Can a drug conviction impact financial aid eligibility?

August 4, 2022
Can a drug conviction impact financial aid eligibility?

As a Missouri parent with a child in college, you probably hope that the guidance you gave your child before he or she left the nest will be enough to keep your son or daughter out of serious trouble in your absence. Unfortunately, though, many students wind up experimenting with drugs or alcohol during the college years, and if they are also recipients of financial aid, they could face harsh repercussions if convicted of drug-related crimes.

Per U.S. News & World Report, just about any type of drug conviction can impact your child’s ability to receive financial aid, provided that your child’s arrest occurred during a time when he or she was already a recipient of federal assistance. In other words, if your child’s arrest took place when he or she was home on summer break, and he or she was not currently utilizing financial aid for summer classes, the arrest should not impact financial aid eligibility.

If, however, your child’s drug arrest occurred, say, after a college party, or during, say, homecoming weekend, you can count on him or her losing access to financial aid for a certain period. The length of time your child will be ineligible for aid, however, will vary based on the severity of the drug crime and his or her existing criminal record, if applicable.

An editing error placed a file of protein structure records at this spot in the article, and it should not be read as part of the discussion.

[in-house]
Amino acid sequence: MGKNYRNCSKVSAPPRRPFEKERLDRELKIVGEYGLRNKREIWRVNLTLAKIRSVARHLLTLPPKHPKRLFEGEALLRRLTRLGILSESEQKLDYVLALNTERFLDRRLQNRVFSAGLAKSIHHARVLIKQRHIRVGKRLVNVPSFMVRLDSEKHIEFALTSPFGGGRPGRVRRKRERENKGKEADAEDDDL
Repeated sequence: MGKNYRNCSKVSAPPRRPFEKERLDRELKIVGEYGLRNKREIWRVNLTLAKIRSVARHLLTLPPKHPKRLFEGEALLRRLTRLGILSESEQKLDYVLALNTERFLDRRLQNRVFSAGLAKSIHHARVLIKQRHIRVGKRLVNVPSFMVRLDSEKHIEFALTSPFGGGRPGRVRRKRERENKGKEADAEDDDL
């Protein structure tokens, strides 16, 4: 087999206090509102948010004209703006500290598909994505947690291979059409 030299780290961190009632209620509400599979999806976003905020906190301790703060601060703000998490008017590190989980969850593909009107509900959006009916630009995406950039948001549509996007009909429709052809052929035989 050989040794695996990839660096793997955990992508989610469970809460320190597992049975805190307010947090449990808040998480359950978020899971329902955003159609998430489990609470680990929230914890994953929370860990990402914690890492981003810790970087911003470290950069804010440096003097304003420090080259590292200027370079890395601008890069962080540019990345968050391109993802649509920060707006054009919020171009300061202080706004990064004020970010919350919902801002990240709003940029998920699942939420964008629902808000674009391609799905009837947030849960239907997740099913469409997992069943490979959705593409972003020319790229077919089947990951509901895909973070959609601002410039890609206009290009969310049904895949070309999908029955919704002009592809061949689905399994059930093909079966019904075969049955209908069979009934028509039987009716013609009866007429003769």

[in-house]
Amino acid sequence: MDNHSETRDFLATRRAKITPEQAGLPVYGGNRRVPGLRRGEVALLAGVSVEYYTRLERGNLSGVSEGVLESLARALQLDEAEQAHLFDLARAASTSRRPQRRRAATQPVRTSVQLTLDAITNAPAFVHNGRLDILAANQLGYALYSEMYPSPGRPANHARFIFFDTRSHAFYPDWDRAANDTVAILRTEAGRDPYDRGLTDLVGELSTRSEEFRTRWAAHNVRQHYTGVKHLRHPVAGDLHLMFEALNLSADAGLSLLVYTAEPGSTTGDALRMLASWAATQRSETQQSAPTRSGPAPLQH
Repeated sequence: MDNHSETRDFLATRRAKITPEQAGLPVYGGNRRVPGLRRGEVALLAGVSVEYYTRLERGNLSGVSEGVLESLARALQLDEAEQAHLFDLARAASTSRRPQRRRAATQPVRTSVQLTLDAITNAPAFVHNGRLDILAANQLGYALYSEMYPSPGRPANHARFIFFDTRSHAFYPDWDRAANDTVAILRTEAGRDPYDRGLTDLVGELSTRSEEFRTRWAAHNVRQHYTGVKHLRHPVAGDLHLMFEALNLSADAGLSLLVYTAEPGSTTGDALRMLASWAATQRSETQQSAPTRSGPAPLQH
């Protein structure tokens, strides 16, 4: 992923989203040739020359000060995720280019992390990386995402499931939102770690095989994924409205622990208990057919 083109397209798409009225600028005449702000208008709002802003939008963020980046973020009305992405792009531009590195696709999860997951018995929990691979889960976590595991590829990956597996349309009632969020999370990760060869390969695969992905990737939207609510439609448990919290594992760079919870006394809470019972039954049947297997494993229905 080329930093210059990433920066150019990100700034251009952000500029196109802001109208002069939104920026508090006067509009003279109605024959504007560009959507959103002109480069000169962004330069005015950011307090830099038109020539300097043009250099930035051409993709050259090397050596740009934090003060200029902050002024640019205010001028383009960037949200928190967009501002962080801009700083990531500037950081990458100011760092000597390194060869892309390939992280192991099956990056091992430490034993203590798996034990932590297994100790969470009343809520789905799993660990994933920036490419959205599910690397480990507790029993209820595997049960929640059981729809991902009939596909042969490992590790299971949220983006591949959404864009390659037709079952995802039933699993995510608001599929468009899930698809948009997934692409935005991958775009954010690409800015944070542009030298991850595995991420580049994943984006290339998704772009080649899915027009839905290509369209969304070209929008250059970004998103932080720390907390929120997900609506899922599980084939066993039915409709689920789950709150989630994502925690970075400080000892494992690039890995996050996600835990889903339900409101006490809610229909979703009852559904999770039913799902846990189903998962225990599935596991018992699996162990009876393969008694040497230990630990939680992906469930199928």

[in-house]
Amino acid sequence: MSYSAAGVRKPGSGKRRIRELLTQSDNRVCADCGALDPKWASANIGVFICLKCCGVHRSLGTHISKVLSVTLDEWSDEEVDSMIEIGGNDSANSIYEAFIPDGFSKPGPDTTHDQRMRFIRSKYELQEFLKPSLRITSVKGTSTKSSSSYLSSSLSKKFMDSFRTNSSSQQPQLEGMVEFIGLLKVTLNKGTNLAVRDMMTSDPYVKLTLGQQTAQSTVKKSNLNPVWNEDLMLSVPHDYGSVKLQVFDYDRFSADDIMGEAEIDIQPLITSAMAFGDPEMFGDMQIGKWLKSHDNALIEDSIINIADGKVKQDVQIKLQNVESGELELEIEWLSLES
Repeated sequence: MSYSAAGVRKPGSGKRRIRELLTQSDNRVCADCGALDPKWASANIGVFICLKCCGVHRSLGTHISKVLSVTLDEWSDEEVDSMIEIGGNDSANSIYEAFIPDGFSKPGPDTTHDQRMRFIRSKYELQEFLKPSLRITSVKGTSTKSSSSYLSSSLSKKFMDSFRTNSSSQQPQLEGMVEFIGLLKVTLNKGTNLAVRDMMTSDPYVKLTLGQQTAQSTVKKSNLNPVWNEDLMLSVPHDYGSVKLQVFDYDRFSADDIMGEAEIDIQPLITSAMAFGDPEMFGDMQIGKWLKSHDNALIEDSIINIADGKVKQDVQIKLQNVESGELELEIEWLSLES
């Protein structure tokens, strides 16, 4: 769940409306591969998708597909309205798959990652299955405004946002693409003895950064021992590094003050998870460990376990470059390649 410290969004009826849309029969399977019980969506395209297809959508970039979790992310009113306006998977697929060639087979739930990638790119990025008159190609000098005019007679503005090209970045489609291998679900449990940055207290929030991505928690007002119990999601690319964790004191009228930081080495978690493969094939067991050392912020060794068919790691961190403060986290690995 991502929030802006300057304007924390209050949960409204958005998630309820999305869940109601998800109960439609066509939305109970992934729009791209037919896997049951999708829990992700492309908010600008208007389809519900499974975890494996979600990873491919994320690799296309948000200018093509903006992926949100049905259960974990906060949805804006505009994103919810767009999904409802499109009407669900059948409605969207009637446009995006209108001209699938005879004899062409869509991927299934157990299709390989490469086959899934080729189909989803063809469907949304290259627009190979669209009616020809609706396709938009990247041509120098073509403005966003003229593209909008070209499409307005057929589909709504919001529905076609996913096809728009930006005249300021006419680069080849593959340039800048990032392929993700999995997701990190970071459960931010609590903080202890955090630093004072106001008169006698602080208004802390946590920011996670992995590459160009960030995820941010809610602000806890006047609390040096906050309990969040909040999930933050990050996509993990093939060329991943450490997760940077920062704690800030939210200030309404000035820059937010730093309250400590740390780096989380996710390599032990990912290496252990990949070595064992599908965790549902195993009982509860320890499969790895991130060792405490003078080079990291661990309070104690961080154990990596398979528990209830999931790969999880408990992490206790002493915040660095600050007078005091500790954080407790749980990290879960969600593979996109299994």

Say, for example, that law enforcement officers find your son or daughter in possession of a small, personal stash of drugs. If your child has never been in trouble with drugs before, he or she may only lose financial aid eligibility for one year. For more serious drug convictions, however, your child could lose access to aid for two years, or possibly indefinitely.

This copy about the link between drug convictions and financial aid eligibility is meant for informational purposes only and is not a substitute for legal advice.


For personalized legal guidance, call our office at 417-882-9300 or submit this form to schedule a meeting with an attorney.

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